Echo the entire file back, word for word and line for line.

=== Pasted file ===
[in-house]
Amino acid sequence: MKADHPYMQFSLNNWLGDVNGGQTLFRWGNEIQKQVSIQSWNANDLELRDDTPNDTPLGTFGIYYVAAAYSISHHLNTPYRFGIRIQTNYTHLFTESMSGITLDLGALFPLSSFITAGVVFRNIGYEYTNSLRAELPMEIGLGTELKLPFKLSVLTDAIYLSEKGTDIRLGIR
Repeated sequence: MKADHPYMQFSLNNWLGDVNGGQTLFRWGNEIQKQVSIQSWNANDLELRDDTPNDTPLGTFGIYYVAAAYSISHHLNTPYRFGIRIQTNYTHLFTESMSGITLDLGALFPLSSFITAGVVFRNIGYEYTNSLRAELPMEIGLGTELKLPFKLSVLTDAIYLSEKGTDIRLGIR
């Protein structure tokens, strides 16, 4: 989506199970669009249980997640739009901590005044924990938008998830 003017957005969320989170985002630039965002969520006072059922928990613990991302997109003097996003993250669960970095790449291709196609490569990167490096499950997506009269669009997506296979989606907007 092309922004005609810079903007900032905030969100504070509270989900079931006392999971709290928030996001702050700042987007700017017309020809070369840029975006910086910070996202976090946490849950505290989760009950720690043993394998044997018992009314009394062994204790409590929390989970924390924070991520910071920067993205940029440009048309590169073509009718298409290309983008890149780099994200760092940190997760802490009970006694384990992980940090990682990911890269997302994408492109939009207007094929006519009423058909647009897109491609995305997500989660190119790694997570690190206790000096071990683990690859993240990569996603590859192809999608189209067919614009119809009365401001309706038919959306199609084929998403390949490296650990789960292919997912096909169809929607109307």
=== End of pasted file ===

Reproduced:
[in-house]
Amino acid sequence: MKADHPYMQFSLNNWLGDVNGGQTLFRWGNEIQKQVSIQSWNANDLELRDDTPNDTPLGTFGIYYVAAAYSISHHLNTPYRFGIRIQTNYTHLFTESMSGITLDLGALFPLSSFITAGVVFRNIGYEYTNSLRAELPMEIGLGTELKLPFKLSVLTDAIYLSEKGTDIRLGIR
Repeated sequence: MKADHPYMQFSLNNWLGDVNGGQTLFRWGNEIQKQVSIQSWNANDLELRDDTPNDTPLGTFGIYYVAAAYSISHHLNTPYRFGIRIQTNYTHLFTESMSGITLDLGALFPLSSFITAGVVFRNIGYEYTNSLRAELPMEIGLGTELKLPFKLSVLTDAIYLSEKGTDIRLGIR
């Protein structure tokens, strides 16, 4: 989506199970669009249980997640739009901590005044924990938008998830 003017957005969320989170985002630039965002969520006072059922928990613990991302997109003097996003993250669960970095790449291709196609490569990167490096499950997506009269669009997506296979989606907007 092309922004005609810079903007900032905030969100504070509270989900079931006392999971709290928030996001702050700042987007700017017309020809070369840029975006910086910070996202976090946490849950505290989760009950720690043993394998044997018992009314009394062994204790409590929390989970924390924070991520910071920067993205940029440009048309590169073509009718298409290309983008890149780099994200760092940190997760802490009970006694384990992980940090990682990911890269997302994408492109939009207007094929006519009423058909647009897109491609995305997500989660190119790694997570690190206790000096071990683990690859993240990569996603590859192809999608189209067919614009119809009365401001309706038919959306199609084929998403390949490296650990789960292919997912096909169809929607109307």